CONAN: Let's go next to Paul(ph). Paul with us from King of Prussia in Pennsylvania.

PAUL (Caller): Yes. Thanks for taking my call, Neal. And thank you, Mr. Kuttner, for injecting some common sense and facts into the discussion. I wanted to present my own, rather simple solution for the funding gap and also, perhaps, to broaden the parameters of the discussion.

I'm quoting here from figure 12 of the president's deficit commission report concerning how the shortfall can be funded over the next 75 years. One item: Gradually increase taxable amount of maximum to cover 90 percent of earnings by the year 2050. That would cover 35 percent of the proposed shortfall. The second one would be something called application of the so-called chain COLA, which would cover 26 percent of the estimated shortfall.

CONAN: I'm not sure I understand that second one. I know - Paul, I think the first one you're talking - there's a cap right now. You only pay Social Security taxes on the first, I think, $106,000 of income.

PAUL: Yes. And I believe Simpson-Bowles have recommended to gradually raise that cap, I believe, to $180,000 over the next, basically, 40 years.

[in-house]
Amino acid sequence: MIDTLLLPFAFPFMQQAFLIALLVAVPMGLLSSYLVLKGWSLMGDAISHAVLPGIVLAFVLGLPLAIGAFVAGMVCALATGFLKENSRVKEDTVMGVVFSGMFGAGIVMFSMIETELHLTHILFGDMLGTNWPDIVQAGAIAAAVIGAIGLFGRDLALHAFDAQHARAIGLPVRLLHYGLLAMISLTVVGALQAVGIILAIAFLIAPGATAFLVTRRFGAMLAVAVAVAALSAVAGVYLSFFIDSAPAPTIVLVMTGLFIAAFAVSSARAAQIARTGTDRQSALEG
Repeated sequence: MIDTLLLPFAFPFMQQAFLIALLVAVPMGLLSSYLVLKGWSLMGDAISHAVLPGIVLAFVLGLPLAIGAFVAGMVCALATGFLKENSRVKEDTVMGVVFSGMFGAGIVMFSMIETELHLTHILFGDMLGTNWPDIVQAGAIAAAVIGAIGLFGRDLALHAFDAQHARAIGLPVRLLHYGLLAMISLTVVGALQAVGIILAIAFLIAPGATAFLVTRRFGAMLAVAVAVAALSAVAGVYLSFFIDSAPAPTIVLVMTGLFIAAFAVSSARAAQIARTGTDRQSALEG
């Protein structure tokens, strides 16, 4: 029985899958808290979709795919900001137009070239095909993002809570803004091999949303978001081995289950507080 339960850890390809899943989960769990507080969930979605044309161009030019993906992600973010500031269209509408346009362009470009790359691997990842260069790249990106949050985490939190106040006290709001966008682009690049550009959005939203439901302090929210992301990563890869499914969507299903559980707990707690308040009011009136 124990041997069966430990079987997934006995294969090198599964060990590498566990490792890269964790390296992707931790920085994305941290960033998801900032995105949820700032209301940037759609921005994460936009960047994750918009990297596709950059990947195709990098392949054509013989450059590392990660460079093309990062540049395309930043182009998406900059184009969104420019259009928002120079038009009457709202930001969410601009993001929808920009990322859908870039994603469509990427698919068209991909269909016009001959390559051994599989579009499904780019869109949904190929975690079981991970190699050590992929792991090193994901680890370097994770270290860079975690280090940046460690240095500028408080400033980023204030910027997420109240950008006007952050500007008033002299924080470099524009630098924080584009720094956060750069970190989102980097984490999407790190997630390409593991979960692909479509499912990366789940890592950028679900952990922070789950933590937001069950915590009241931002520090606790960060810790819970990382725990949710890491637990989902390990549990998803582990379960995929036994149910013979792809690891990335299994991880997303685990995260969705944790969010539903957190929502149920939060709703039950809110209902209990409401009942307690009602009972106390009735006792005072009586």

CONAN: And Robert Kuttner, isn't that another way to say the rich should pay a fairer share?

Mr. KUTTNER: Very much so. And again, if you simply kept the pre-George W. Bush tax code for people making...

CONAN: But they didn't, so not for the next two years.

Mr. KUTTNER: ...upwards - well, but you know, they didn't. This Congress didn't, but that still could be done. The chain COLA is jargon for playing with the cost of living index adjustment, and that would be a disguised cut in the same way that raising the retirement age would be a disguised cut. So it's a small gap. There are three ways to fill the gap. You can cut benefits. You can raise taxes, or you can increase wages.

And you know, the only reason that Social Security got into a little bit of trouble after 1983 is that the '70s was a terrible period for wages. Wages fell way behind productivity growth. They fell way behind inflation. And as a result, Social Security was not taking in as much income as the Social Security trustees back in the '60s had anticipated because they assumed that Social Security would - payroll taxes, rather, would be based on wages, and that wages would continue growing with productivity - as they had done during the '40s, '50s and '60s. But starting in the '70s, productivity and wages diverged. If we could just get wage growth again, all of the so-called Social Security gap would disappear.

CONAN: Robert Kuttner, thanks very much for being with us. And...

Mr. KUTTNER: Thank you, Neal.

CONAN: ...we're going to have to - I hope we'll have you back because you also make an argument that is very bad politics - but, as again, another issue for another day - the very bad politics for Democrats to cut, or talk about cutting, Social Security. So thanks very much. Robert Kuttner, co-editor and co-founder of the American Prospect, a senior fellow at Demos, a public policy research and advocacy organization, with us today from member station WBUR in Boston.